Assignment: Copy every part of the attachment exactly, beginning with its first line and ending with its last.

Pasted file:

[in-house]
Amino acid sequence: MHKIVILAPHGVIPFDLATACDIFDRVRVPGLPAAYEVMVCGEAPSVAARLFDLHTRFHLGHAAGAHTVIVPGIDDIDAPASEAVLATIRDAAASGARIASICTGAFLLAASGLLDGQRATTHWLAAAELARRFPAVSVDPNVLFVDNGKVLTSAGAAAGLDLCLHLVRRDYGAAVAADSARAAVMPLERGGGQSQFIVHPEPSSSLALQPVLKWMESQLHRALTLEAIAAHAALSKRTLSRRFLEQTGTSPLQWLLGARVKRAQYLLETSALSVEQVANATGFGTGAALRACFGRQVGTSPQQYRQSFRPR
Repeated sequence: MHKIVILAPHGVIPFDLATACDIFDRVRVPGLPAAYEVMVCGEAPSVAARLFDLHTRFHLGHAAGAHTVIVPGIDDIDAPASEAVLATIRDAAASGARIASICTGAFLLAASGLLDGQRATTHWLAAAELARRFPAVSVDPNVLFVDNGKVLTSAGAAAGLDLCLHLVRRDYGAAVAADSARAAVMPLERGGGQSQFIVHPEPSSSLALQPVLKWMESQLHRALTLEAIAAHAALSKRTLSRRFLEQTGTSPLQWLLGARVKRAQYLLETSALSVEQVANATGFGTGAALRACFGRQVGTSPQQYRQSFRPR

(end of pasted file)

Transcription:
[in-house]
Amino acid sequence: MHKIVILAPHGVIPFDLATACDIFDRVRVPGLPAAYEVMVCGEAPSVAARLFDLHTRFHLGHAAGAHTVIVPGIDDIDAPASEAVLATIRDAAASGARIASICTGAFLLAASGLLDGQRATTHWLAAAELARRFPAVSVDPNVLFVDNGKVLTSAGAAAGLDLCLHLVRRDYGAAVAADSARAAVMPLERGGGQSQFIVHPEPSSSLALQPVLKWMESQLHRALTLEAIAAHAALSKRTLSRRFLEQTGTSPLQWLLGARVKRAQYLLETSALSVEQVANATGFGTGAALRACFGRQVGTSPQQYRQSFRPR
Repeated sequence: MHKIVILAPHGVIPFDLATACDIFDRVRVPGLPAAYEVMVCGEAPSVAARLFDLHTRFHLGHAAGAHTVIVPGIDDIDAPASEAVLATIRDAAASGARIASICTGAFLLAASGLLDGQRATTHWLAAAELARRFPAVSVDPNVLFVDNGKVLTSAGAAAGLDLCLHLVRRDYGAAVAADSARAAVMPLERGGGQSQFIVHPEPSSSLALQPVLKWMESQLHRALTLEAIAAHAALSKRTLSRRFLEQTGTSPLQWLLGARVKRAQYLLETSALSVEQVANATGFGTGAALRACFGRQVGTSPQQYRQSFRPR